In the course of digitalization, imaging systems in operating rooms are becoming ever more numerous and complex. Nevertheless, to ensure the optimum use of these systems, hospitals must take into account the difficulties employees face when using various auxiliary devices. If operating room (OR) personnel are occupied with operating numerous complex systems, they can be sidetracked from their primary task in supporting the surgical procedure. To address this issue, the respective software and hardware components must be user friendly. For this reason, EIZO GmbH put its Caliop software and Surgical Panels from the CuratOR product portfolio to the test. The usability study started in early 2018 in cooperation with the M3i GmbH Industry-in-Clinic platform, and encompasses multiple test runs through mid-2020. The two test runs to date have achieved good to very good findings and already resulted in changes. When the entire study is complete, the results will be summarized in a white paper and made available to the public.
A fast and clear overview of all relevant information during a surgical procedure can be critical to the success of the operation. The Surgical Panel offers OR personnel a central interface to internal hospital systems such as HIS and PACS and when used in conjunction with the Caliop software, it simplifies management of video. The two elements serve as a core for interacting with hospital systems from within the operating room.
“We are keenly interested in finding out what difficulties might occur when using our hardware and software in the OR environment,” said James Berge, product manager at EIZO GmbH. “By better understanding these issues, we can optimize our products and minimize related risks during the actual operation.”
For this reason, EIZO began preparing a usability study in early 2018 with the industry-in-clinic platform M3i, which specializes in customer-oriented product development. While EIZO provided its Caliop software and Surgical Panels for the test, M3i took care of the agile integration of nursing staff and surgeons as testers.
Initial test groups deliver very good results.
Two series of full-fledged usability tests using different test groups have been performed since late 2018. M3i organized access to a one-way mirror lab with two fully equipped operating rooms at the Institute of Emergency Medicine and Medical Management (INM) at the Medical Center of the University of Munich. The study participants were asked to perform a series of common tasks in simulated OR situations without any prior instruction on using the hardware and software.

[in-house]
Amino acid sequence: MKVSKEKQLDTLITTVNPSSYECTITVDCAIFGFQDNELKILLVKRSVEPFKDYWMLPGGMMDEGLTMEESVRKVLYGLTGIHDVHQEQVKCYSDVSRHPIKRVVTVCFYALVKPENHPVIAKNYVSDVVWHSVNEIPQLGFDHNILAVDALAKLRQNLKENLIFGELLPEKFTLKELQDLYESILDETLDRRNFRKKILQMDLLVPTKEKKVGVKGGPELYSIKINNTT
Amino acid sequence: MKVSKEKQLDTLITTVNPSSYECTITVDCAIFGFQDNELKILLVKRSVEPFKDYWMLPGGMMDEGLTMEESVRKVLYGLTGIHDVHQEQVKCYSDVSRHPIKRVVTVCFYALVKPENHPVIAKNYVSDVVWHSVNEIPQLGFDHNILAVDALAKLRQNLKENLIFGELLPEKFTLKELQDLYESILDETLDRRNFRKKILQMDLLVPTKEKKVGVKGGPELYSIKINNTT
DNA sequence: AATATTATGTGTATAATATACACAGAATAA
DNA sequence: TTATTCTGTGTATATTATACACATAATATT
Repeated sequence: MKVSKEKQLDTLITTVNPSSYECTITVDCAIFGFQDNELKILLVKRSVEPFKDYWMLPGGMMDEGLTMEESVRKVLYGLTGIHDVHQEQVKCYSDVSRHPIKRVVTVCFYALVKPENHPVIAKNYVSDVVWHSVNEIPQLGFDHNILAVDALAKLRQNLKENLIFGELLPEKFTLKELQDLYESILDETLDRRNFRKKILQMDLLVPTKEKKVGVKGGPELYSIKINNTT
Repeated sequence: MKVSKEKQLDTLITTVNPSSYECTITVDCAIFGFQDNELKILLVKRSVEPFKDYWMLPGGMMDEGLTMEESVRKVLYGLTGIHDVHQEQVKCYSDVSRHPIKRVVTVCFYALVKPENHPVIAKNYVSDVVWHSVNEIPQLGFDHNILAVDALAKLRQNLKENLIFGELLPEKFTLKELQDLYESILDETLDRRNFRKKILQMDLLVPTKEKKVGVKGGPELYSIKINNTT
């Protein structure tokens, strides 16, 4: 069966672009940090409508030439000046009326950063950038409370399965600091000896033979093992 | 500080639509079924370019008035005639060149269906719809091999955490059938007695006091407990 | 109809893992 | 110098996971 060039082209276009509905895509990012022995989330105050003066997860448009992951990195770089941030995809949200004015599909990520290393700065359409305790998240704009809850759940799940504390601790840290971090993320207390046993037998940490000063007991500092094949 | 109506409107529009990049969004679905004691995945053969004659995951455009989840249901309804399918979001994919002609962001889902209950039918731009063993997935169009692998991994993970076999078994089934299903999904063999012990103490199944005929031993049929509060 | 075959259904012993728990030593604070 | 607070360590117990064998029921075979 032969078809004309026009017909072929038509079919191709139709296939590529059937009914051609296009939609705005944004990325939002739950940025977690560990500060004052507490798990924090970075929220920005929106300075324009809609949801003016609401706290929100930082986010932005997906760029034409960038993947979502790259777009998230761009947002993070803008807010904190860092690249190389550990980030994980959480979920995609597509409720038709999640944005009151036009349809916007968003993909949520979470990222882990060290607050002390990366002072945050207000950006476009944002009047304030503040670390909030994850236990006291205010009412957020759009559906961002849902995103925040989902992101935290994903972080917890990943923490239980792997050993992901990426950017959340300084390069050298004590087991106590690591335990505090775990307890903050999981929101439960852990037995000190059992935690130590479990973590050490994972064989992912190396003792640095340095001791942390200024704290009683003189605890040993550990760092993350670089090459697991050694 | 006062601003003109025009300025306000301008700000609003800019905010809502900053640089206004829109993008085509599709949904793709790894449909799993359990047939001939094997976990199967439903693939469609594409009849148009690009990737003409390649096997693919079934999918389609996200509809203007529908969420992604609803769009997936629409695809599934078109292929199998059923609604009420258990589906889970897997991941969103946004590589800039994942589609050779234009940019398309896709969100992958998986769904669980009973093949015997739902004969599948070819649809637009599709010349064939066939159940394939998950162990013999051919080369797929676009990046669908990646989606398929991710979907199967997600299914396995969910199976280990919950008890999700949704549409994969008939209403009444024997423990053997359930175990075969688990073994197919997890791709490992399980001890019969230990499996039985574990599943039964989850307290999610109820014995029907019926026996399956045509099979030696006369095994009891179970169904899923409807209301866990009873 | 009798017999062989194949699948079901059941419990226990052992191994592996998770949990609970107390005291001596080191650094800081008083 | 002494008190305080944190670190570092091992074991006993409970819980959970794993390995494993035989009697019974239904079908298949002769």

“In the study, we examined the standard workflow of a surgical procedure in all phases: from system start to patient assignment and video management, through to archiving the recorded images, videos and reports from the simulated OR,” said Berge. “In addition to the one-way mirror, we observed and recorded participants with cameras positioned at two angles, and we captured the operation of the Caliop software and use of the touchscreen integrated into the Surgical Panel. This allowed us to later follow and analyze the testers’ actions and responses.”
The examinations focused primarily on participant interaction with the video management elements, and whether medical intervention was impacted by operation of the Caliop software.
Afterward, the testers were interviewed about their use of the system and were asked to evaluate various aspects of the system on a scale of 1 (easy to use) to 5 (difficult to use) in order to determine its usability based on the System Usability Scale (SUS). The first test run achieved ratings of very good to excellent user friendliness.
“The technical affinity within the first test group seemed particularly high, enabling these users to grasp operation very quickly,” said Berge. “For this reason we set the bar much higher for the second test group by specifically selecting OR personnel with little prior knowledge of technical systems. Nevertheless, our products still achieved good to very good results according to SUS.”
Based on the initial data, some useful insight was gained regarding the intuitive operation of the Caliop software and Surgical Panels. For example, the initial layout icon was changed to avoid confusion with other functions. In addition, ambiguous terms such as “delete” and “remove” were formulated more clearly and in some cases replaced with checkboxes. Using feedback from the participants, the way in which patient names are displayed was adapted to facilitate quick and certain identification of the patient, and the selection of recordings for archiving was redesigned to be easier to use.
“In addition to the insight we gain from clinical experts, finding lead users through this type of cooperation is particularly important for the continued development of these products using agile methods.” said James Berge. “Not only do they provide feedback on using the current software, they offer useful suggestions and ideas for new functions and a better understanding of the challenges facing medical technologists.”
Continuous improvement of software and hardware
Additional testing is planned for the coming months, and evaluation of the data should be finalized in the second quarter of 2020.
“When this study is completed we hope to use these findings in the further development of all of our CuratOR products,” said Berge in summary. “We also plan to present the results of this study in a white paper sometime before the DMEA (Connecting Digital Health) in Berlin in April of next year.”
While OR personnel were the focus of the previous usability study, EIZO intends to expand its questions to hospital IT administrators in a separate survey. The experts for medical imaging hope to thereby ensure that their video management systems are of even greater benefit in the increasingly interconnected OR environment.
For more information, visit www.eizo-or.com.